Drivetrain confusions of a beginner

Discussion in 'Cycling Equipment' started by Paul, Sep 18, 2003.

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  1. Paul

    Paul Guest

    I will shortly be having a bike put together, being a bit of a beginner I recognise my serious lack
    of mechanical skill and will be having a professional mechanic put the thing together. I 'just' need
    to get the components together.

    The chainset will be a standard drive (26,36,48) Deore Octalink, easy enough. I am however a little
    confused when it comes to the bottom bracket. The companion BB to the Deore chainset is the ES50/51
    octalink. The frame that the bike will be built around has a 68mm BB shell so I know that I need a
    68mm BB. However the ES50/51 comes in 2 axel lengths, 113 and 118 and I don't know which I will
    need. The frame manufacturer's site says 113mm for MOST cranksets. I can't find the info. I need on
    the Shimano site and was wondering whether anyone here could help? Once I have the correct
    BB/chainset the rest should be fairly straight forward since the chainline should be correct, the
    rest is just standard Deore fare.

    To confuse me even further the Shimano website has standard and 'E' type octalink BBs, what is an
    'E' type and how do I know if I need one?

    Many thanks for any help and guidance that can be given.

    With Kind Regards, Paul
     
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  2. "Paul" <[email protected]> wrote:

    > The frame that the bike will be built around has a 68mm BB shell so I know that I need a 68mm BB.
    > However the ES50/51 comes in 2 axel lengths, 113 and 118 and I don't know which I will need.

    Longer bottom brackets are usually specced on bikes with oversized seat tubes. A fat seat tube
    prevents the front derailleur from swinging close enough to the centre line of the bike to reach the
    smallest chainring, so Shimano's solution is to move the crank outwards. You mentioned before that
    your frame has a 28.6mm seat tube, so you need the shorter bottom bracket.

    > To confuse me even further the Shimano website has standard and 'E' type octalink BBs, what is an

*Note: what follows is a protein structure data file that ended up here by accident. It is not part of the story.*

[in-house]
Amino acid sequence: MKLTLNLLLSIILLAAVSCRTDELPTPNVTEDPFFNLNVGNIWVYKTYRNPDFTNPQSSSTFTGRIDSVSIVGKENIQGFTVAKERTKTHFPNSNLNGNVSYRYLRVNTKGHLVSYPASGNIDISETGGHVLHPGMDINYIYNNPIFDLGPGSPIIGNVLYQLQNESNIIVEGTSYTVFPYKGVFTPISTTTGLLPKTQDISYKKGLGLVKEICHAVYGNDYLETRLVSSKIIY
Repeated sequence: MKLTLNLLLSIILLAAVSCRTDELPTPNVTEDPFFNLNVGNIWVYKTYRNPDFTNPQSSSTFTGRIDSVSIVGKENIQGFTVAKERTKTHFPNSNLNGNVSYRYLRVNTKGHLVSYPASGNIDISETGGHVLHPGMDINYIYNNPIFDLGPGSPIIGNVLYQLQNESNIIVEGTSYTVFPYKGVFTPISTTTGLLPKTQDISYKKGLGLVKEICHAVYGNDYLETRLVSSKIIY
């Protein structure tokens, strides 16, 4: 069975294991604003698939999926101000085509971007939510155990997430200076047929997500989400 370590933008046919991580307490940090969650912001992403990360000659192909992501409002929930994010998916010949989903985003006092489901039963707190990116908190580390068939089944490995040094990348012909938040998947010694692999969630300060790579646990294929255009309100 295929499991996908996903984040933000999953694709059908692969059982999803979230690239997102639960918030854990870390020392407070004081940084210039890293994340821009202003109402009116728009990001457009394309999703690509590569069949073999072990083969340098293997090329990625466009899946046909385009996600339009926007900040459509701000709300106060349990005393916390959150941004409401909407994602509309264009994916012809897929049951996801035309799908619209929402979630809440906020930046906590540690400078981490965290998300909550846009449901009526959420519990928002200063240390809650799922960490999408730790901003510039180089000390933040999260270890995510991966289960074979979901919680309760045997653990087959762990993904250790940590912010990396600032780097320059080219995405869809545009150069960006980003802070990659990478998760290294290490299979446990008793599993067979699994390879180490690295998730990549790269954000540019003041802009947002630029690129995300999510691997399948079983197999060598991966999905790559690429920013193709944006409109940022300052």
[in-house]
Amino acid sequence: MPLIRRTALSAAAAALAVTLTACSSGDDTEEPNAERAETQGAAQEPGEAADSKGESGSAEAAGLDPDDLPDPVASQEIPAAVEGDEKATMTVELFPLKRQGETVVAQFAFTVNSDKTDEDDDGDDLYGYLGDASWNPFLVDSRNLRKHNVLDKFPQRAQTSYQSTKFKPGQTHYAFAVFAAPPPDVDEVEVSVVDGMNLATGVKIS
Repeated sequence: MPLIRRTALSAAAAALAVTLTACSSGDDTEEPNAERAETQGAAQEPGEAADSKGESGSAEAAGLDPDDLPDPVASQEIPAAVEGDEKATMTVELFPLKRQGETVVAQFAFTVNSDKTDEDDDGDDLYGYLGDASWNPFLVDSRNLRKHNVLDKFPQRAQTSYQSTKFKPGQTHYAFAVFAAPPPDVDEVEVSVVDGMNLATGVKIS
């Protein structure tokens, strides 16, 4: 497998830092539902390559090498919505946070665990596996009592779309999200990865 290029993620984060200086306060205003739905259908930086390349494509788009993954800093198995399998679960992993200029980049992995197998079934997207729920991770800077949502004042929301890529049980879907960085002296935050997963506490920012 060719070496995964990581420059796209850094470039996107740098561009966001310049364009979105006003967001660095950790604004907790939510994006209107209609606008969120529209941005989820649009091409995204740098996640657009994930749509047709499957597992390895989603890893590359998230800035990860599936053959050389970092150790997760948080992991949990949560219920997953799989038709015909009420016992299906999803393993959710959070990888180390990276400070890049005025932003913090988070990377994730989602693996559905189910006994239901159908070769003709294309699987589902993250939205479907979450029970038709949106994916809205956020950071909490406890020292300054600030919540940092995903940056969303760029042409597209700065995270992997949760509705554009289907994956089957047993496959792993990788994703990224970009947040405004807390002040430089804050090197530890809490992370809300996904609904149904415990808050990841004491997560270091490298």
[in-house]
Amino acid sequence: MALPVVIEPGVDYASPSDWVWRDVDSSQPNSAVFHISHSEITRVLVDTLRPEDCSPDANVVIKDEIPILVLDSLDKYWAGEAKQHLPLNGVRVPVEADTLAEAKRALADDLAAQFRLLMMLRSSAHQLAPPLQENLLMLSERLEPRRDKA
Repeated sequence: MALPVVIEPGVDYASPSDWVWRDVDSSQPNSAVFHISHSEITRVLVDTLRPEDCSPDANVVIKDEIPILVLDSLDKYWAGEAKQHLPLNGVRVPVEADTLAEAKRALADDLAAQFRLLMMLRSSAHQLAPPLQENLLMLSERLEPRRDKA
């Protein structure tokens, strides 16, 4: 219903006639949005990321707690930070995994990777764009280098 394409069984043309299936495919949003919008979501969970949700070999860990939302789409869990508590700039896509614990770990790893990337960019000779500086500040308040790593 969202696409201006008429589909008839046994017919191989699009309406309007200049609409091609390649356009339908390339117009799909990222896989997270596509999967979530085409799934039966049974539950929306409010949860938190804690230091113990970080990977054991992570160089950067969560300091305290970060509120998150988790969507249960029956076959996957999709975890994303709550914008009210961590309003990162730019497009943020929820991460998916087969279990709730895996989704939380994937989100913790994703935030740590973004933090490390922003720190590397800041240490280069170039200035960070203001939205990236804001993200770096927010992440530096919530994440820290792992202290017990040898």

> 'E' type and how do I know if I need one?

    An E-type bottom bracket is designed to work with an E-type front derailleur - a derailleur that
    mounts to a special plate fitted to the bottom bracket, designed to avoid compatibility problems
    with rear suspension designs and unconventional seat tubes. You don't need an E-type derailleur, so
    you don't need an E-type bottom bracket.

    James Thomson
     
  3. Paul

    Paul Guest

    Many thanks again James, I feel much more confident about going ahead and ordering up some
    components.

    Your help is much appreciated.

    With Kind Regards, Paul.
     
  4. Bill

    Bill Guest

    Just curious when a seat tube would be classified as oversized. I have a 1 1/4" tube on my Trek 520
    - is it oversized ?

    Thanks

    "James Thomson" <[email protected]> wrote in message
    news:[email protected]...
    > "Paul" <[email protected]> wrote:
    >
    > > The frame that the bike will be built around has a 68mm BB shell so I know that I need a 68mm
    > > BB. However the ES50/51 comes in 2 axel lengths, 113 and 118 and I don't know which I will need.
    >
    > Longer bottom brackets are usually specced on bikes with oversized seat tubes. A fat seat tube
    > prevents the front derailleur from swinging close enough to the centre line of the bike to reach
    > the smallest chainring, so Shimano's solution is to move the crank outwards. You mentioned before
    that
    > your frame has a 28.6mm seat tube, so you need the shorter bottom bracket.
    >
    > > To confuse me even further the Shimano website has standard and 'E' type octalink BBs, what is
    > > an 'E' type and how do I know if I need one?
    >
    > An E-type bottom bracket is designed to work with an E-type front derailleur - a derailleur that
    > mounts to a special plate fitted to the bottom bracket, designed to avoid compatibility problems
    > with rear suspension designs and unconventional seat tubes. You don't need an E-type derailleur,
    > so you don't need an E-type bottom bracket.
    >
    > James Thomson
     
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